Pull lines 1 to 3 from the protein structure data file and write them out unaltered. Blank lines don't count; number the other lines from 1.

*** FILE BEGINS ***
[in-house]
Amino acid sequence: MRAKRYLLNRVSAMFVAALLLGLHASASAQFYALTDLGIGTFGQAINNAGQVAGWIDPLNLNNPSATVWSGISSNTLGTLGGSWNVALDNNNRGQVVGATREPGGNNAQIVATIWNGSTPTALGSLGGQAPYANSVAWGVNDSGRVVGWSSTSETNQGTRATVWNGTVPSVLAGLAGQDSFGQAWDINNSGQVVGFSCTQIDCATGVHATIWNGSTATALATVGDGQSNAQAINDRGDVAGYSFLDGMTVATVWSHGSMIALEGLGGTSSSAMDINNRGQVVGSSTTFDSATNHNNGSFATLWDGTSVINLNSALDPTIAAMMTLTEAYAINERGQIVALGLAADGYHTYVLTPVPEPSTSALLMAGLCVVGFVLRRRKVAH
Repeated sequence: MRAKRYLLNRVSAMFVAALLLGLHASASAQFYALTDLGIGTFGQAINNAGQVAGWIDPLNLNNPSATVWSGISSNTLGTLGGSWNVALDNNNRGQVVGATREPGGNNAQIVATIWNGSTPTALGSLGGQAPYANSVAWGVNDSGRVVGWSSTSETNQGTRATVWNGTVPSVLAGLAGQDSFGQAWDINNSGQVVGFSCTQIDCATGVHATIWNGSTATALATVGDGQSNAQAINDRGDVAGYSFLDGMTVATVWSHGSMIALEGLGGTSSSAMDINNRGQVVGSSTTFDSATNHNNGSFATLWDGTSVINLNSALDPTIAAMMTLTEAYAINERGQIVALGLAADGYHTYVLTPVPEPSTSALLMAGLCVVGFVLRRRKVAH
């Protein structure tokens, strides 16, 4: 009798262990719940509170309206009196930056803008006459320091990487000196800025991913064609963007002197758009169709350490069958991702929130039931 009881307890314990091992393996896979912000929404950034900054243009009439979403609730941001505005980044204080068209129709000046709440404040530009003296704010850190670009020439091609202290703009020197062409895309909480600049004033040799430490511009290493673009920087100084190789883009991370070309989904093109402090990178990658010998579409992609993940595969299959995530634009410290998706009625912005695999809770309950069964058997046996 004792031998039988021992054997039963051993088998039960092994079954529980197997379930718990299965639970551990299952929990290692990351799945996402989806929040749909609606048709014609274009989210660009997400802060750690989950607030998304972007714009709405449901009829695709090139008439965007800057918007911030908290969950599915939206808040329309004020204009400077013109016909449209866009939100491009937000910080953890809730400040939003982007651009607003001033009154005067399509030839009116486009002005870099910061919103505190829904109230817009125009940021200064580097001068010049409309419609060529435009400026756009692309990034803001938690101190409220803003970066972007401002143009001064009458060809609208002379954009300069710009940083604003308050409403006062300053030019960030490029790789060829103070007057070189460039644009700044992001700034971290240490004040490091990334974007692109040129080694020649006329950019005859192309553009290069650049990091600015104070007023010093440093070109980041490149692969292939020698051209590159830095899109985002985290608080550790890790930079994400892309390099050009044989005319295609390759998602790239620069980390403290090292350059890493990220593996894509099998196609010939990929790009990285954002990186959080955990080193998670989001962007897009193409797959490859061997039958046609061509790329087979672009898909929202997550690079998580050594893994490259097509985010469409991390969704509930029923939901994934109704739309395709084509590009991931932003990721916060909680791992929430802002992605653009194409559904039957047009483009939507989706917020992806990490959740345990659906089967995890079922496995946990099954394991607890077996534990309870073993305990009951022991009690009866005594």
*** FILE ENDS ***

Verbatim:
[in-house]
Amino acid sequence: MRAKRYLLNRVSAMFVAALLLGLHASASAQFYALTDLGIGTFGQAINNAGQVAGWIDPLNLNNPSATVWSGISSNTLGTLGGSWNVALDNNNRGQVVGATREPGGNNAQIVATIWNGSTPTALGSLGGQAPYANSVAWGVNDSGRVVGWSSTSETNQGTRATVWNGTVPSVLAGLAGQDSFGQAWDINNSGQVVGFSCTQIDCATGVHATIWNGSTATALATVGDGQSNAQAINDRGDVAGYSFLDGMTVATVWSHGSMIALEGLGGTSSSAMDINNRGQVVGSSTTFDSATNHNNGSFATLWDGTSVINLNSALDPTIAAMMTLTEAYAINERGQIVALGLAADGYHTYVLTPVPEPSTSALLMAGLCVVGFVLRRRKVAH
Repeated sequence: MRAKRYLLNRVSAMFVAALLLGLHASASAQFYALTDLGIGTFGQAINNAGQVAGWIDPLNLNNPSATVWSGISSNTLGTLGGSWNVALDNNNRGQVVGATREPGGNNAQIVATIWNGSTPTALGSLGGQAPYANSVAWGVNDSGRVVGWSSTSETNQGTRATVWNGTVPSVLAGLAGQDSFGQAWDINNSGQVVGFSCTQIDCATGVHATIWNGSTATALATVGDGQSNAQAINDRGDVAGYSFLDGMTVATVWSHGSMIALEGLGGTSSSAMDINNRGQVVGSSTTFDSATNHNNGSFATLWDGTSVINLNSALDPTIAAMMTLTEAYAINERGQIVALGLAADGYHTYVLTPVPEPSTSALLMAGLCVVGFVLRRRKVAH